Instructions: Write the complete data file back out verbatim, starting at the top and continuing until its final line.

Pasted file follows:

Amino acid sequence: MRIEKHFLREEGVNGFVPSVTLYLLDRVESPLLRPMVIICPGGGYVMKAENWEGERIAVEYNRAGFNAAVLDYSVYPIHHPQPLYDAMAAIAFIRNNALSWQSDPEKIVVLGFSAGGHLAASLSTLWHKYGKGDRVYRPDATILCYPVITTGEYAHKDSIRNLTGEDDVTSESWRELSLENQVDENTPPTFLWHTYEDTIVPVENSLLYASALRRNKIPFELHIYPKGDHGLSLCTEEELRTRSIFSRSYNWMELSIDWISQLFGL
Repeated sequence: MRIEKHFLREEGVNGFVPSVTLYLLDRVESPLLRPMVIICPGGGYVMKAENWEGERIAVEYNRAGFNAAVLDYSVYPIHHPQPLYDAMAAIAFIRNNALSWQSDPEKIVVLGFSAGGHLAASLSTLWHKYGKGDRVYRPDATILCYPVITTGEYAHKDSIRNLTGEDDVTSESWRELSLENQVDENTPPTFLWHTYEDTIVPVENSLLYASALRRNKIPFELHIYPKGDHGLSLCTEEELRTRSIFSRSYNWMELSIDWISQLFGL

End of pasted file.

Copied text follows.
Amino acid sequence: MRIEKHFLREEGVNGFVPSVTLYLLDRVESPLLRPMVIICPGGGYVMKAENWEGERIAVEYNRAGFNAAVLDYSVYPIHHPQPLYDAMAAIAFIRNNALSWQSDPEKIVVLGFSAGGHLAASLSTLWHKYGKGDRVYRPDATILCYPVITTGEYAHKDSIRNLTGEDDVTSESWRELSLENQVDENTPPTFLWHTYEDTIVPVENSLLYASALRRNKIPFELHIYPKGDHGLSLCTEEELRTRSIFSRSYNWMELSIDWISQLFGL
Repeated sequence: MRIEKHFLREEGVNGFVPSVTLYLLDRVESPLLRPMVIICPGGGYVMKAENWEGERIAVEYNRAGFNAAVLDYSVYPIHHPQPLYDAMAAIAFIRNNALSWQSDPEKIVVLGFSAGGHLAASLSTLWHKYGKGDRVYRPDATILCYPVITTGEYAHKDSIRNLTGEDDVTSESWRELSLENQVDENTPPTFLWHTYEDTIVPVENSLLYASALRRNKIPFELHIYPKGDHGLSLCTEEELRTRSIFSRSYNWMELSIDWISQLFGL